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Genetic differences in amino acid metabolism are linked to a higher risk of diabetes

November 29, 2016

A study published today in the journal PLOS Medicine has identified the five genetic variants associated with higher levels of the branched-chain amino acids isoleucine, leucine and valine. The researchers also found that these genetic variants were associated with an increased risk of type 2 diabetes.

The researchers, led by the Medical Research Council (MRC) Epidemiology Unit at the University of Cambridge, used large-scale genetic data together with detailed measurements of the branched-chain amino acids and their metabolites in the blood of more than 16,000 volunteers*.

Branched-chain amino acids have fundamental roles in human metabolism and are building blocks of proteins. Unlike some of the other 20 amino acids, they cannot be made by the human body. This means that their levels depend entirely on external sources, from food sources or dietary supplements, and the ability of our body to metabolise them.

To date, while higher circulating levels of branched-chain amino acids have been found to be associated with type 2 diabetes, no study has been able to establish whether this link is causal. This is important, because if the relationship is found to be causal, reducing dietary intake or altering the metabolism of these amino acids could help to prevent diabetes, an increasingly common and serious disease.

The researchers studied over 10 million genetic variants in more than 16,000 men and women and discovered five regions of the human genome with genetic differences that are associated with higher levels of circulating branched-chain amino acids.

They then found that in 300,000 individuals**, including 40,000 diabetes patients, those carrying the genetic differences associated with higher levels of branched-chain amino acids were also found to be at increased risk of type 2 diabetes, providing strong evidence of a causal link.

PPM1K, the gene found to be most strongly associated with levels of all three amino acids and also with a higher risk of diabetes, encodes a known regulator of the key step in the breakdown of branched-chain amino acids. This suggests that an impaired breakdown of these amino acids may put individuals at higher risk of type 2 diabetes. Intervening on this pathway may reduce diabetes risk.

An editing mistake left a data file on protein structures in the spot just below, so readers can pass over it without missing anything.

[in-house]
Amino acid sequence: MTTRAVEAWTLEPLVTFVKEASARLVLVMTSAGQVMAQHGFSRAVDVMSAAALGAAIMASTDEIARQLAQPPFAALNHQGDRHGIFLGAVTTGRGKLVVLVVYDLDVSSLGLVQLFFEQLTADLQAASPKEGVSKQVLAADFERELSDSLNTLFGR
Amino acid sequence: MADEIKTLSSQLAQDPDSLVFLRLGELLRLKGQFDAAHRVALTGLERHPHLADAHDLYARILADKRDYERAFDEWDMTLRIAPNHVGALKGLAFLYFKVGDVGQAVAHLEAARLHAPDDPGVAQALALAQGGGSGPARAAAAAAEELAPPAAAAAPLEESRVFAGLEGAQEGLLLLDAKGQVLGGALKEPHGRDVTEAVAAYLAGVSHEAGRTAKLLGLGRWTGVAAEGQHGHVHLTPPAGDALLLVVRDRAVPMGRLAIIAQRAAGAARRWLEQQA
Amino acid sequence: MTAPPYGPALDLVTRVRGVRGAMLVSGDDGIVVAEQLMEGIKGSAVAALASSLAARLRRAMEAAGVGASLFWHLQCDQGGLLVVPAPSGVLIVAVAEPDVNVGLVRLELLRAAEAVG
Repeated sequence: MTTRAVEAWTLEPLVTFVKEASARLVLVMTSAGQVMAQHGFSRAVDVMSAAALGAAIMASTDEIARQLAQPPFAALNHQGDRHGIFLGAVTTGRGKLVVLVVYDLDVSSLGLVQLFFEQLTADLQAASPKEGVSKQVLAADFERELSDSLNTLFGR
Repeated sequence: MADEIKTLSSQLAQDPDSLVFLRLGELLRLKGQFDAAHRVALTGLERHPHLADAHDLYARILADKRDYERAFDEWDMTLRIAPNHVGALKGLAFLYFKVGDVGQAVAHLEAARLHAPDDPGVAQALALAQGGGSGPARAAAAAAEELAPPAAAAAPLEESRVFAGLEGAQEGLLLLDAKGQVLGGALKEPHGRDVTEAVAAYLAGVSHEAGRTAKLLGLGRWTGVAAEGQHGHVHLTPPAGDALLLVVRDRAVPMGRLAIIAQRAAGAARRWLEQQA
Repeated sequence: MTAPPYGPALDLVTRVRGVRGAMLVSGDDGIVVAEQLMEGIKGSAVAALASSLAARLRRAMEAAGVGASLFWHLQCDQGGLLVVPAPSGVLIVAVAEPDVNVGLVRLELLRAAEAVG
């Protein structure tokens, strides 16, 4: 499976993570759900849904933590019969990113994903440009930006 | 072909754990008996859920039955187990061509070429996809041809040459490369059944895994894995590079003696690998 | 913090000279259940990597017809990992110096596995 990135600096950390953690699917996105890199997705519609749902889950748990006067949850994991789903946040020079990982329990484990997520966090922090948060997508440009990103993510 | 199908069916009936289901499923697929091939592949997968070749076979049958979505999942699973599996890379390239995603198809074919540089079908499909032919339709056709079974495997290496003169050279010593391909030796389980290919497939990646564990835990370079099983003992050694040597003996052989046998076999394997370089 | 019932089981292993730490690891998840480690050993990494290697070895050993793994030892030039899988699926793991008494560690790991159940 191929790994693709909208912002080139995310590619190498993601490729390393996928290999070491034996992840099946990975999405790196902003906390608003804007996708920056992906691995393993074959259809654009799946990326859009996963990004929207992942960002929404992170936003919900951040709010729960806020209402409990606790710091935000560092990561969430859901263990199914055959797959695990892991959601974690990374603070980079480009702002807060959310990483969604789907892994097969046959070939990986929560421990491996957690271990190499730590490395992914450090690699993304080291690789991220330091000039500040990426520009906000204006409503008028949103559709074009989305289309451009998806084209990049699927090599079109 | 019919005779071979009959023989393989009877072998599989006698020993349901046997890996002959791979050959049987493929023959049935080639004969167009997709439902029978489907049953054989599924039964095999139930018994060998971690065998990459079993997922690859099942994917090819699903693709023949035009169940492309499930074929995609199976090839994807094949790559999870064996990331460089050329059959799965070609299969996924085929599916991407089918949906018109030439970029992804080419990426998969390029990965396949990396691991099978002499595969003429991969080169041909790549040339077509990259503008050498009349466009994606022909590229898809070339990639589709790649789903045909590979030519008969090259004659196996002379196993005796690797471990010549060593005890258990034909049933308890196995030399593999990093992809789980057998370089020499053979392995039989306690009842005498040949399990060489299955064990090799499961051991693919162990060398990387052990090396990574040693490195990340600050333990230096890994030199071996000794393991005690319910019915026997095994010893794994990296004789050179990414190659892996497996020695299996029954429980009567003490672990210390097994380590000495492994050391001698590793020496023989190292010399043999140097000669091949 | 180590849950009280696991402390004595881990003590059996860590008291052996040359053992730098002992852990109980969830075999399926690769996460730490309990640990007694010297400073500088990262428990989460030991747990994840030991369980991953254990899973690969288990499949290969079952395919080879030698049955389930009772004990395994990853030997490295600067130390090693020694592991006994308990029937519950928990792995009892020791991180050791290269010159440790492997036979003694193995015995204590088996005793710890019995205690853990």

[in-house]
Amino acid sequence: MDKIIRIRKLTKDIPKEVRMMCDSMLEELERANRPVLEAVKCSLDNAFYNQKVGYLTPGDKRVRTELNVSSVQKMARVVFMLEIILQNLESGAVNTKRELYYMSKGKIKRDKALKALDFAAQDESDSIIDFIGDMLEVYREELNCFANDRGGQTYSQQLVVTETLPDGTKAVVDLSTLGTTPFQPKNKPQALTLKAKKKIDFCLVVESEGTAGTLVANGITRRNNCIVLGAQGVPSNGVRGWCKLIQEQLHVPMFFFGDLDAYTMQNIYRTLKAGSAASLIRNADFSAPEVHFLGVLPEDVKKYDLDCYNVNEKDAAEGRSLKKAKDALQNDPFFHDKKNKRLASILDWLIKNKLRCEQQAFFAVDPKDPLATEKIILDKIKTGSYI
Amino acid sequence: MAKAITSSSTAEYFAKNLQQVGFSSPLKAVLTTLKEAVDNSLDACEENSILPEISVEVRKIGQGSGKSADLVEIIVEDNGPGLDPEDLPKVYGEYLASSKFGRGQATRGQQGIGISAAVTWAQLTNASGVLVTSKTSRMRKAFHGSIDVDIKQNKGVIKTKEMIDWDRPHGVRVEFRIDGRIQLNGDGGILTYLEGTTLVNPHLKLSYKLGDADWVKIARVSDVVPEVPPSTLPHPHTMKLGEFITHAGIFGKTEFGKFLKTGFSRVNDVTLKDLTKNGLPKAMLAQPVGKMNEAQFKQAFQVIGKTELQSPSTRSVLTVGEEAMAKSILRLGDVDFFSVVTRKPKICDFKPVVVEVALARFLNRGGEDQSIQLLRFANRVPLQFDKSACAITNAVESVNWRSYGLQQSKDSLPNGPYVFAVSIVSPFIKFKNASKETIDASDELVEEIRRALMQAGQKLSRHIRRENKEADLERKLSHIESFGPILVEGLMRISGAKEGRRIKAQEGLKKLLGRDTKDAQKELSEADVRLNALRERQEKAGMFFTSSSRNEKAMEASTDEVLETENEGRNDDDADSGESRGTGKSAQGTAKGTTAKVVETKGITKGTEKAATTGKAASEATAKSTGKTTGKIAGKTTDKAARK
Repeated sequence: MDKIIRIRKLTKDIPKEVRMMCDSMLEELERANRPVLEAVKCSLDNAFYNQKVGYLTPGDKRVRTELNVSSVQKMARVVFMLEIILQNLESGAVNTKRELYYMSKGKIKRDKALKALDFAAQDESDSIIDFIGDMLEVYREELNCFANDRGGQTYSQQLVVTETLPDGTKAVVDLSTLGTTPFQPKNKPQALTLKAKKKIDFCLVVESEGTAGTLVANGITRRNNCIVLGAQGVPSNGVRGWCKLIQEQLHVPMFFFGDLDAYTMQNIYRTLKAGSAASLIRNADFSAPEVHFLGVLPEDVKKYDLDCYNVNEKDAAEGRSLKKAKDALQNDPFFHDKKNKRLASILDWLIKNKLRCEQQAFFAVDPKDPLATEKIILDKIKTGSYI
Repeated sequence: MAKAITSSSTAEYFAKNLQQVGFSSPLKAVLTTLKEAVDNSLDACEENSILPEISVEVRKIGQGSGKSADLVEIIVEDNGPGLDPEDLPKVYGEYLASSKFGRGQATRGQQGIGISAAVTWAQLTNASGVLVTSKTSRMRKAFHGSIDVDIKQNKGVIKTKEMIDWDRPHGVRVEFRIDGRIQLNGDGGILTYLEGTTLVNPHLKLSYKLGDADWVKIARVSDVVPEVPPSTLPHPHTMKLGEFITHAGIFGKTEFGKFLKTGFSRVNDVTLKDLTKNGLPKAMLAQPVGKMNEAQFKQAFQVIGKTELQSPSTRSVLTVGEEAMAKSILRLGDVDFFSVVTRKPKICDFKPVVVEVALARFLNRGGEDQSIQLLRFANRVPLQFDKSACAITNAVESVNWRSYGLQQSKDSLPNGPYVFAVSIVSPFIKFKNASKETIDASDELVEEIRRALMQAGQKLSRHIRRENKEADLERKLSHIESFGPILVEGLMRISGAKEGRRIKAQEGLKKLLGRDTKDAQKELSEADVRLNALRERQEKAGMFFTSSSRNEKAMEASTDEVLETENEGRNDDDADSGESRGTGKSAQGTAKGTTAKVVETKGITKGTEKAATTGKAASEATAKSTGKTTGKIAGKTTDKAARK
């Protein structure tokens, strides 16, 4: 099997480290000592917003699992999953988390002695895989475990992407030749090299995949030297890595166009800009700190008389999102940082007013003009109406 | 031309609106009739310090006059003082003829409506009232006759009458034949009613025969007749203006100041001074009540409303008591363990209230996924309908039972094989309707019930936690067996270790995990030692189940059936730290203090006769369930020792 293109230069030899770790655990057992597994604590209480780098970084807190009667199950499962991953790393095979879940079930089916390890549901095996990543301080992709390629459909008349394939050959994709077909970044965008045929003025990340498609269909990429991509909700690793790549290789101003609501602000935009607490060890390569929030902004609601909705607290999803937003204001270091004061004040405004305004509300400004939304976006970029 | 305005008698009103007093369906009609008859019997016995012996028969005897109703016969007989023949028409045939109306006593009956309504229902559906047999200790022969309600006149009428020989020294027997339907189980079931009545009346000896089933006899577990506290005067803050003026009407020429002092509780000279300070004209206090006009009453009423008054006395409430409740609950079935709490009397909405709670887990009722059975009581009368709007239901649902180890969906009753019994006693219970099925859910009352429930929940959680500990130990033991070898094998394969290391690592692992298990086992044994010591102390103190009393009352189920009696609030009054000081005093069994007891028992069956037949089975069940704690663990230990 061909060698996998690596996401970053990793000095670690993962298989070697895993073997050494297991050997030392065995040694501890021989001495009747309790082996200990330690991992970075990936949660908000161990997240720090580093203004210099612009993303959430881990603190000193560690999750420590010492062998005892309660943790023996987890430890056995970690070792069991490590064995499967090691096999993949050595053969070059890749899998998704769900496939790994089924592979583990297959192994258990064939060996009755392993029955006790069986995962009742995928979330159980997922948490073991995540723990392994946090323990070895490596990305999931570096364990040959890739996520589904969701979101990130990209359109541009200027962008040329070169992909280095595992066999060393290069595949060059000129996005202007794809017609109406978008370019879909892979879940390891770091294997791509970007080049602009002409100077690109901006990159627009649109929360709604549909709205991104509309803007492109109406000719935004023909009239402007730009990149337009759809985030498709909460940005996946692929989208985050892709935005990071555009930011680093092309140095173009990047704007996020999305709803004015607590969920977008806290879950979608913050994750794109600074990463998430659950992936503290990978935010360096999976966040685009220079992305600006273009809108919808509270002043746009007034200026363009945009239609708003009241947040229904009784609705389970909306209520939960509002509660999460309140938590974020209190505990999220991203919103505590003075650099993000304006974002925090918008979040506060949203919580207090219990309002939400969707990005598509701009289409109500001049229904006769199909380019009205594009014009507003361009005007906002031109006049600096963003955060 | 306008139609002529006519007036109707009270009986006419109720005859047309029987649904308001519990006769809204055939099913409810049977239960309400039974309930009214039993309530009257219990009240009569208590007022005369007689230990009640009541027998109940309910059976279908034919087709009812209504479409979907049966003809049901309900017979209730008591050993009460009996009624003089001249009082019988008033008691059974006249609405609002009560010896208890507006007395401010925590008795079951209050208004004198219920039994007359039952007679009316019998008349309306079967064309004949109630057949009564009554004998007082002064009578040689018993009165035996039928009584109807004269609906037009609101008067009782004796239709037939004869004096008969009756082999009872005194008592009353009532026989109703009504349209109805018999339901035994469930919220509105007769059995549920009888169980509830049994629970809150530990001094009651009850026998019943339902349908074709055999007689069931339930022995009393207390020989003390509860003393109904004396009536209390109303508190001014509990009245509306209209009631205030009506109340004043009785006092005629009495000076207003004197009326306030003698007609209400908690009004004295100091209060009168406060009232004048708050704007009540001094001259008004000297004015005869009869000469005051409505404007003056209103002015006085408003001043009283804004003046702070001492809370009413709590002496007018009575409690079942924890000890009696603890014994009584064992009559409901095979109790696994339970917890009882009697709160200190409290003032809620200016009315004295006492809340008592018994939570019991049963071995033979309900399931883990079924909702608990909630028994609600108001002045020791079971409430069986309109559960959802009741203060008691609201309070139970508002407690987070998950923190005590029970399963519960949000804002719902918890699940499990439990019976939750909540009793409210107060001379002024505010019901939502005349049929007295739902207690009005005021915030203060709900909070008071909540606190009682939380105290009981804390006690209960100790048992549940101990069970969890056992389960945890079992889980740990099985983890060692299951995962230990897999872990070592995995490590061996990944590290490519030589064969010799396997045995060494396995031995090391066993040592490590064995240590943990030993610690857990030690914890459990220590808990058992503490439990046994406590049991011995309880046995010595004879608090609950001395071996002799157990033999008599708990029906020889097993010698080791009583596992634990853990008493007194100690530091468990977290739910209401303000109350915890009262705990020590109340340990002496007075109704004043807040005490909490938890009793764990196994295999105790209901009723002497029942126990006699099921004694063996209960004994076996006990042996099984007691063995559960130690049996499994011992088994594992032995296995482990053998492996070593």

"Our results suggest that treatment strategies which target metabolism of branched-chain amino acids could help to reduce the risk of diabetes, and we already know which molecules target this metabolic pathway", says Dr Claudia Langenberg from the MRC Epidemiology Unit at the University of Cambridge.

Clinical trials will now need to be carried out to establish if drugs that target the breakdown of branched-chain amino acids can reduce the risks of type 2 diabetes.
-end-
Notes to editors:

*16,000 volunteers were from the Fenland Study & meta-analysis of KORA and TwinsUK studies.

** 300,000 individuals were from the Diabetes Genetics Replication and Meta-analysis, EPIC_InterAct, GoDART and UK Biobank

For further information or to request an interview with a researcher involved with the study, please contact the MRC press office on +44(0)207 395 2345 (Out of Hours: +44(0)7818 428 297) or email press.office@headoffice.mrc.ac.uk

Paper details: Genetic Predisposition to an Impaired Metabolism of the Branched-Chain Amino Acids and Risk of Type 2 Diabetes: A Mendelian Randomisation Analysis. Luca Lotta et al. PLOS Medicine. After embargo paper will be available here: http://dx.doi.org/10.1371/journal.pmed.1002179

The Medical Research Council is at the forefront of scientific discovery to improve human health. Founded in 1913 to tackle tuberculosis, the MRC now invests taxpayers' money in some of the best medical research in the world across every area of health. Thirty-one MRC-funded researchers have won Nobel prizes in a wide range of disciplines, and MRC scientists have been behind such diverse discoveries as vitamins, the structure of DNA and the link between smoking and cancer, as well as achievements such as pioneering the use of randomised controlled trials, the invention of MRI scanning, and the development of a group of antibodies used in the making of some of the most successful drugs ever developed. Today, MRC-funded scientists tackle some of the greatest health problems facing humanity in the 21st century, from the rising tide of chronic diseases associated with ageing to the threats posed by rapidly mutating micro-organisms. http://www.mrc.ac.uk

The MRC Epidemiology Unit is a department at the University of Cambridge. It studies the genetic, developmental and environmental factors that cause obesity, type 2 diabetes and related metabolic disorders. The outcomes from these studies are then used to develop strategies for the prevention of these diseases in the general population. http://www.mrc-epid.cam.ac.uk

Medical Research Council

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